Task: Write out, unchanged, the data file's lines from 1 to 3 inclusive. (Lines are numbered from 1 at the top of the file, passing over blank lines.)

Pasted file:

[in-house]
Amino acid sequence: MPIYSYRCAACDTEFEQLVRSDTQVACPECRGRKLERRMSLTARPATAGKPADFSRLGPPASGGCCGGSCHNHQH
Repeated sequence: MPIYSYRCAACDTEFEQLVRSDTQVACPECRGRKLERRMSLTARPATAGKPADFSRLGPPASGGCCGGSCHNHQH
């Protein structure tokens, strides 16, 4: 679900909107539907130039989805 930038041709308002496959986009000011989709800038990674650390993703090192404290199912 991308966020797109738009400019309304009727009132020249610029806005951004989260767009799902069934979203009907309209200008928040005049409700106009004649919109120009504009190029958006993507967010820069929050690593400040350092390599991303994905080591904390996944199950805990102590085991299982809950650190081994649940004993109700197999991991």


[in-house]
Amino acid sequence: MPIYSYRCAACDTEFEQLVRSDTQVACPECRGRKLERRMSLTARPATAGKPADFSRLGPPASGGCCGGSCHNHQH
Repeated sequence: MPIYSYRCAACDTEFEQLVRSDTQVACPECRGRKLERRMSLTARPATAGKPADFSRLGPPASGGCCGGSCHNHQH